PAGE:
World-wide over 3 billion people are at risk of contracting mosquito-borne infectious diseases, such as malaria, dengue, and Zika. These diseases have erupted into a public health crisis rapidly spreading across continents with devastating consequences: the neurological development defects manifesting in newborns infected with Zika are a very recent example of this. Since many mosquito-borne infections lack vaccines or drugs, the most viable method to contain their spread is to prevent their transmission by mosquitoes.
Therefore, it is imperative to accurately and sensitively monitor the complex transmission dynamics involving mosquitoes and humans. The scale of such an effort can be overwhelming, as there are more than 200 million insects for every single person on our planet. Furthermore, there are more than 30 different disease-carrying mosquito species, each with varying geographical distributions, migration trends, and biting patterns. Surveying these vast and diverse populations poses the tremendous challenge of tracking billions of mosquitoes to get a statistically accurate picture of their interaction with humans. Hidden in this data are also threats of new diseases hiding under the radar of our current limited knowledge.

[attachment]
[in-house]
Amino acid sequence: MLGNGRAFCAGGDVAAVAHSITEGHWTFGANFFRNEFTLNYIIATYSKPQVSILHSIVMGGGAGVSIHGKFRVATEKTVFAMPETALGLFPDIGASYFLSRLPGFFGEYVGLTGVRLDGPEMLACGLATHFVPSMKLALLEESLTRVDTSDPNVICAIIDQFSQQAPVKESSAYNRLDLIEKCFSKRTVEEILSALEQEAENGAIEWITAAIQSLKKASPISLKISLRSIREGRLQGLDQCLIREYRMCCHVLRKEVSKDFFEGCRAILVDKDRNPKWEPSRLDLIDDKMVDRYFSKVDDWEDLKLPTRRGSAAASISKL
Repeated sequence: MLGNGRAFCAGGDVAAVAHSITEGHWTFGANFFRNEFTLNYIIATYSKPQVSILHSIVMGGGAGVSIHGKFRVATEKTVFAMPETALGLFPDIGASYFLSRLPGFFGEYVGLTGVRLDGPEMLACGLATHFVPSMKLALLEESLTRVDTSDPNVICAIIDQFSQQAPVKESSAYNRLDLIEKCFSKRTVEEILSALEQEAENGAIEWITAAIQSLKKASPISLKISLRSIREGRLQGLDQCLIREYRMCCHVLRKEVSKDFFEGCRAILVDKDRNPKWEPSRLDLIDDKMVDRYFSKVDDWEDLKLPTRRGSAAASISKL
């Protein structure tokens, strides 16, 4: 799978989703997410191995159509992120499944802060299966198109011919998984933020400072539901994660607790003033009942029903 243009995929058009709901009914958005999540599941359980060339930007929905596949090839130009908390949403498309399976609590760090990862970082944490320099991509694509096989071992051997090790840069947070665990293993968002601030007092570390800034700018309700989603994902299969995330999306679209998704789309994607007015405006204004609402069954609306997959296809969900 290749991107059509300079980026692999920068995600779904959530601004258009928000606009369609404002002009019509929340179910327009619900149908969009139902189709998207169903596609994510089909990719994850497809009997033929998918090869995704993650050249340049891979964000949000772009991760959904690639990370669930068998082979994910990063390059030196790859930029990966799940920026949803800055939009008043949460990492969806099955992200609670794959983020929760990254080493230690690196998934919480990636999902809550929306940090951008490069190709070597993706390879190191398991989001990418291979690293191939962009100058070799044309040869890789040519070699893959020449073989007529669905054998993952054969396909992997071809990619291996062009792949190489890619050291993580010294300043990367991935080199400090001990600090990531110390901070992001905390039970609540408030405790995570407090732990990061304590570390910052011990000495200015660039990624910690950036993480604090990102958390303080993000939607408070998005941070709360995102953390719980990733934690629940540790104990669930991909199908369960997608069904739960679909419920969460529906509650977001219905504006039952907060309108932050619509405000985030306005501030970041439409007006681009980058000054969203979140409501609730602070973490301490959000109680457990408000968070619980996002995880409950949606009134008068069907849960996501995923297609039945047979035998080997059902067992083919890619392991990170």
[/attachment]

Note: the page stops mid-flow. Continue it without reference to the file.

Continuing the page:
CREDIT: Video by Kurt Hickman; Music by Leanne Kelly.
We propose a solution using regular mobile phones worldwide, for crowdsourcing the acoustic surveillance of mosquitoes by the affected public itself. This is a zero-cost solution that leverages the sophisticated audio data handling capabilities of modern mobile phones and the ubiquitous mobile network infrastructure to yield mosquito data on a global scale at unprecedented spatio-temporal resolutions.